Has there ever been a worse 1st half in Broncos history?
Not in recent memory. Halloween came one week early in Denver.
Before most Broncos fans had a chance to see Tom Cable’s frightening haircut on the jumbo screen, they were down 24-0.
The defense ran confused; Kyle Orton threw confused; Josh McDaniels was confused.
But don’t confuse them with a playoff contender. In arguably the worst division in football, the Broncos are the cellar zombies of the AFC West. The season is effectively done.
Perhaps the Broncos were thinking about what scary costumes they were going to wear in London next week. So they decided to take an eyepatch from every Raiders player, coach, and fan, and put them on both eyes.
Last week, Josh McDaniels said the Broncos weren’t tough mentally.
Early in the game today they were just plain stupid.
In the first quarter alone, the Broncos managed a stupid personal-foul penalty; several miscommunications in the passing game; a fumble despite covering the ball with two hands; and the most idiotic of all things in the NFL (or high school for that matter) - a botched field-goal snap.
The Broncos’ run defense and the Jets themselves—stupidly turning the ball over 3 times—kept the Broncos in the game.
But at crunch time, on a day in which the Broncos painted the town orange, the color yellow was the stupidest thing of all.
As a Broncos fan, it was hard to watch the past five seasons as teams like the Ravens continued to simply beat up on Mike Shanahan’s finesse offenses.
But in some ways, it’s even harder to watch the same thing happen to a bigger Broncos team like the one Josh McDaniels is creating.
The Broncos are bigger. The Broncos are tougher. But against the standard bearers of big and tough—the Baltimore Ravens—they continue to play small and weak.
For all of the talk about the Broncos high-octane passing attack, they were the ones to internally combust.
But can a team really light itself on fire in all phases of a football game? Apparently so.
The Broncos lost the game 31-17. As a player, a coach, an owner, and a fan, you can point in a lot of different directions. Drive-killing penalties? Check. Turnovers? Check. Lack of pressure? Check.
Sometimes your opponent tries to give you the game.
And sometimes they just don’t catch the football.
Today, the Broncos watched their opponent do both.
On a day in which the Titans missed a field goal, fumbled the ball, committed stupid penalties, and dropped numerous key passes, they saved their best for last. The winds were swirling. And with just a few minutes remaining in the game, in what was reminiscent of the Broncos’ 1998 AFC Championship victory over the New York Jets, the Titans forgot to handle the kickoff.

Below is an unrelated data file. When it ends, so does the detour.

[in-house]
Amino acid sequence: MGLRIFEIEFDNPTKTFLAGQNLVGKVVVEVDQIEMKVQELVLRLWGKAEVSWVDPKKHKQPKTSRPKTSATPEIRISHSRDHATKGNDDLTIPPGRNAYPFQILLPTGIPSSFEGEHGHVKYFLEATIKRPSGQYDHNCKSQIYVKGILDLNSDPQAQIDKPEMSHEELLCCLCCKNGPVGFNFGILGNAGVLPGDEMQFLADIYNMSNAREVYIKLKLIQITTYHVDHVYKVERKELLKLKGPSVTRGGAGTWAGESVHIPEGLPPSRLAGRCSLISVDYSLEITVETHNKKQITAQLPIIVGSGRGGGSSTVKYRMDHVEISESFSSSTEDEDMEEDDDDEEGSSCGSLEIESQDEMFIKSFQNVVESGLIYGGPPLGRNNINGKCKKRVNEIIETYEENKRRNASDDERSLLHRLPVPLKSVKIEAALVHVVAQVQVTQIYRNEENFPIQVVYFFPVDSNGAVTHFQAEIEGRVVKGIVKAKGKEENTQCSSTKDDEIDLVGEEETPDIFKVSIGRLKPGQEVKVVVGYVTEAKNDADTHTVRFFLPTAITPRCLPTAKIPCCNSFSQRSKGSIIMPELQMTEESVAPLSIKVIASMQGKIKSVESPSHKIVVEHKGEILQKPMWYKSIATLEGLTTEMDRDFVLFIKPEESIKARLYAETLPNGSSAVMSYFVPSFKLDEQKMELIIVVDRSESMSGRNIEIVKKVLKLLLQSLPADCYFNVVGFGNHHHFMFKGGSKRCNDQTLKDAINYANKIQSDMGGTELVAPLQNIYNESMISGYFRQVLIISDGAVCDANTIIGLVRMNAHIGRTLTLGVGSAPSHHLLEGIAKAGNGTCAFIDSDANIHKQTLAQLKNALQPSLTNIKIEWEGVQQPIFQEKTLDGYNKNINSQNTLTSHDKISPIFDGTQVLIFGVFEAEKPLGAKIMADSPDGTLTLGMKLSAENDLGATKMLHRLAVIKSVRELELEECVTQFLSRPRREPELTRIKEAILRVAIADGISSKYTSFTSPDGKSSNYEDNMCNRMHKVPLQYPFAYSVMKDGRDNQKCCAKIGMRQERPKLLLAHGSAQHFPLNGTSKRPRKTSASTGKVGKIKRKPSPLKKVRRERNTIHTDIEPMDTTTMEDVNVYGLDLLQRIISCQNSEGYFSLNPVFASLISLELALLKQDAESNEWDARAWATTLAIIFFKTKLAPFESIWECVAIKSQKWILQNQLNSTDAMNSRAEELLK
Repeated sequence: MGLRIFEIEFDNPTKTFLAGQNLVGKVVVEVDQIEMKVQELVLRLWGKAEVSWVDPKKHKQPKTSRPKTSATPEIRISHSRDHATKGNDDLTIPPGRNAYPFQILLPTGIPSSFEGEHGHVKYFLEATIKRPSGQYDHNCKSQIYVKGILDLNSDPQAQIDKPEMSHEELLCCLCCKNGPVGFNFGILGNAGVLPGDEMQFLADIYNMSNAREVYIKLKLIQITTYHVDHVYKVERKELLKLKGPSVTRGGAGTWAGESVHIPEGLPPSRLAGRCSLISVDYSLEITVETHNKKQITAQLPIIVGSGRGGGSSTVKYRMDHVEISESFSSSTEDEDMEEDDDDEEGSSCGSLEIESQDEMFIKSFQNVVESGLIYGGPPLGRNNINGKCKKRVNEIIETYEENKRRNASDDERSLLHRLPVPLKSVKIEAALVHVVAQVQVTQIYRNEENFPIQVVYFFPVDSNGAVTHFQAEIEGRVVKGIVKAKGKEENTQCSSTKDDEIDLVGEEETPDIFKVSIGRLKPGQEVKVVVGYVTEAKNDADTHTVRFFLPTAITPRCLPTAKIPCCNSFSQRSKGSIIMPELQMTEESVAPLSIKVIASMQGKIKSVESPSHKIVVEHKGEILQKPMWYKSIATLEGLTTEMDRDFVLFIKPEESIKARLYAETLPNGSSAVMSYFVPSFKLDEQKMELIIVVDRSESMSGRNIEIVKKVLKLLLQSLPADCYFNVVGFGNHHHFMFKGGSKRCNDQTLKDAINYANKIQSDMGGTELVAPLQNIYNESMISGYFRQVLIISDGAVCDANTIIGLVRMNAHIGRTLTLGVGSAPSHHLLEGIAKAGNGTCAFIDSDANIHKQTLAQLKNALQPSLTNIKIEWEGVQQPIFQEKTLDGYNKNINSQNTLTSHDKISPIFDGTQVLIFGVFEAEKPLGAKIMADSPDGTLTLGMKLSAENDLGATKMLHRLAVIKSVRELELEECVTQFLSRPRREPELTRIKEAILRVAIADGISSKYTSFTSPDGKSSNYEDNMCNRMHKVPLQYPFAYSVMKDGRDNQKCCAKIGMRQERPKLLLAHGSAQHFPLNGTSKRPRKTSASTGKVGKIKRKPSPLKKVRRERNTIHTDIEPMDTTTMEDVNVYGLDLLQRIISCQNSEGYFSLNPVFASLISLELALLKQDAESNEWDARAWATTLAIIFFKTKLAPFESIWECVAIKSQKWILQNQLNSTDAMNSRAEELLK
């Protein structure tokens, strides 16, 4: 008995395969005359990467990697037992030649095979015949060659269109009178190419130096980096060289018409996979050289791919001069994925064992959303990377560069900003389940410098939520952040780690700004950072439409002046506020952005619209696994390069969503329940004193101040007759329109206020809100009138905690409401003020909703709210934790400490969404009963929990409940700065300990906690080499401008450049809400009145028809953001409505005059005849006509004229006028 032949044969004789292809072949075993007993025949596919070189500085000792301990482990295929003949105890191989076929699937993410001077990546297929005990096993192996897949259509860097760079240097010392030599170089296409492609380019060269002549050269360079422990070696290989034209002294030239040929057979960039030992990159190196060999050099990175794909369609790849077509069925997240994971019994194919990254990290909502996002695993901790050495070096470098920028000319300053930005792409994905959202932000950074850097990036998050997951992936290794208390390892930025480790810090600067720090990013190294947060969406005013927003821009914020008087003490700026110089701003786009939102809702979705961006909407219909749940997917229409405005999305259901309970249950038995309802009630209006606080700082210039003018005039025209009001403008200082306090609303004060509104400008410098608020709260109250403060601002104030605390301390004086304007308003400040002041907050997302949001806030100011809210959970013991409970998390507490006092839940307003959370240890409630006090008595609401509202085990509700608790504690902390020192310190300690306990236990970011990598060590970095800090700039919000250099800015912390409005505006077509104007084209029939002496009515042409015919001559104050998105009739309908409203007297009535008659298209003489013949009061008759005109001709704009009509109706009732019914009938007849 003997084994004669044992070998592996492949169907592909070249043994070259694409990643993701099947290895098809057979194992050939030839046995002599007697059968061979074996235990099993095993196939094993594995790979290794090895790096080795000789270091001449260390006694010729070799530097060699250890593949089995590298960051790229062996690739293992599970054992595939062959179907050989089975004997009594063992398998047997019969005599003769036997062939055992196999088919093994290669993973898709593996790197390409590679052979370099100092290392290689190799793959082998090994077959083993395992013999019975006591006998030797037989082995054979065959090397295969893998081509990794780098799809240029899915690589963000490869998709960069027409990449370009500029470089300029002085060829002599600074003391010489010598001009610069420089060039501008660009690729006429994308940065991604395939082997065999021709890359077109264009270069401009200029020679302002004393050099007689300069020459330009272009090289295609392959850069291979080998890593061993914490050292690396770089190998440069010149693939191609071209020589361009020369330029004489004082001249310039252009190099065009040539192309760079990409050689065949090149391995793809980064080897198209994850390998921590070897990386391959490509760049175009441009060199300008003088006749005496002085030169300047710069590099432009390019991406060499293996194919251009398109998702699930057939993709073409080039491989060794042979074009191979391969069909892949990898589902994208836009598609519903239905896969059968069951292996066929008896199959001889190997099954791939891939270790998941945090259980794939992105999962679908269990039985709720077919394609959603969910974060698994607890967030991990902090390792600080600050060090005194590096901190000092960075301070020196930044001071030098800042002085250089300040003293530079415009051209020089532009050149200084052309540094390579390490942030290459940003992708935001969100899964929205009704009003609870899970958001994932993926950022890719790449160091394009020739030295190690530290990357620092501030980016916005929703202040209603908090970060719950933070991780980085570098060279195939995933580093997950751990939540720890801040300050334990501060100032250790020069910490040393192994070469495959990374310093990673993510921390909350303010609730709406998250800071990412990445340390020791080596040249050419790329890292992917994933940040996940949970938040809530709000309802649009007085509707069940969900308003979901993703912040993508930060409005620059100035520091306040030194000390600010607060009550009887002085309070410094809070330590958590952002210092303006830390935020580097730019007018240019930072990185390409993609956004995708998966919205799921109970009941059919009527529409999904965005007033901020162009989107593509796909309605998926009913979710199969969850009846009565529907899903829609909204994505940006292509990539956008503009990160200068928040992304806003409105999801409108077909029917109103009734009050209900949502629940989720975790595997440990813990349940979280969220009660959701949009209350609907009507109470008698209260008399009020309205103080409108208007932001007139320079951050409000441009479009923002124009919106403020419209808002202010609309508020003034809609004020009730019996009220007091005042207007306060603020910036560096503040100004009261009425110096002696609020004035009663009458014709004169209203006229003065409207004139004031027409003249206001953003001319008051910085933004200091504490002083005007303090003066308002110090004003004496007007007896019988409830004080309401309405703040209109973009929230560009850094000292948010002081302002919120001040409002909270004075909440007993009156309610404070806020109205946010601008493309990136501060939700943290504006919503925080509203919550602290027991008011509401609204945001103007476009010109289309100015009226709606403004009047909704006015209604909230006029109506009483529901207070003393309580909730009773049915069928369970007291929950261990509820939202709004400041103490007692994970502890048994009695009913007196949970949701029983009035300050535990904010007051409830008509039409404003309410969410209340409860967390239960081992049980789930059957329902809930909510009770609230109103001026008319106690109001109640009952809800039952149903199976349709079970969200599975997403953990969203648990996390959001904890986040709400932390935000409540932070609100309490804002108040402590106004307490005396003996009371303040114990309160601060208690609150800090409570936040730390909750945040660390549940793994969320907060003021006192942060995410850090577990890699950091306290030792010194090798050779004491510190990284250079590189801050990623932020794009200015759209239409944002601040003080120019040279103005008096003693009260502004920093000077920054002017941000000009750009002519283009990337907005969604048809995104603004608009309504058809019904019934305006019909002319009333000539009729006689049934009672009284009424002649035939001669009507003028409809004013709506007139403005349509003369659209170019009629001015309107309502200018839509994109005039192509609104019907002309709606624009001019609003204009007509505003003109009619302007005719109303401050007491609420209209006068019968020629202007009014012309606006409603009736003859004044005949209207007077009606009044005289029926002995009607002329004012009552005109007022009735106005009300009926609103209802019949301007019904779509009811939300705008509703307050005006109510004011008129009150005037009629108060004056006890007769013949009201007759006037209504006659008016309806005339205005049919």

Do we thank the wind for the victory?
No way. This was a gutsy 26-20 victory against a great defense. Give the Broncos their respect.
Turnovers are hard to overcome.
Red Zone sterility doesn’t make it any easier.
Against Peyton Manning and the Colts, both are an RSVP to your own implosion.
Today the story will be how Peyton Manning defeated the Broncos—again.
But the true story is that on a day in which the Broncos defense finally mastered the Colts, their offense and special teams let them down. Whether it be through an interception, a lack of push on 3rd-and-short, or a fumbled punt, turnovers and lack of red-zone execution were the seeds of destruction.
Denver had a great game plan today. From doubling Dallas Clark at the line of scrimmage to some great pass calls out of running formations, this was a game they could have easily won, despite the final score. Unfortunately, a great game plan, no matter how great it is, just can’t overcome turnovers and horrendous execution in the red zone.
How quickly things can change. Last week, the Seahawks were the darlings of the NFL. And we were subjected to the oft-repeated opinion that Denver could very well be on its way to an 0-6 start, since they were going to have to face the mighty Colts, Titans, Ravens and Jets in the next 4 weeks.
Not only did Denver paste the Hawks 31-14, but the domination of the Broncos’ next 4 opponents is in question, and just as Denver’s offensive line is getting healthier and more cohesive. Denver’s wide receiver corps isn’t just surviving, they are thriving. It wouldn’t shock me to see the Broncos go 2-2 in the next 4 weeks. Vince Young, Joe Flacco and Mark Sanchez aren’t going to scare this secondary, and the Broncos are scoring points this year.
Now, let’s look at today’s game. First, the positives:
It’s never smart to overreact to an opening-day loss, but there are plenty of takeaways from today’s game. First, let’s start with the positives:
1. Eddie Royal. As advertised, he’s much stronger this year. And it was good to see how many yards he picked up after the catch. It’s clear that his move to the slot will pay dividends for Denver. Royal had 8 catches for 98 yards.
2. D. J. Williams. Williams was flying all over the field in both run and pass. Williams had 10 tackles today.
3. Kyle Orton. Although Orton took two sacks that he could have probably avoided by throwing the ball away, overall, Orton looked very mature in the pocket.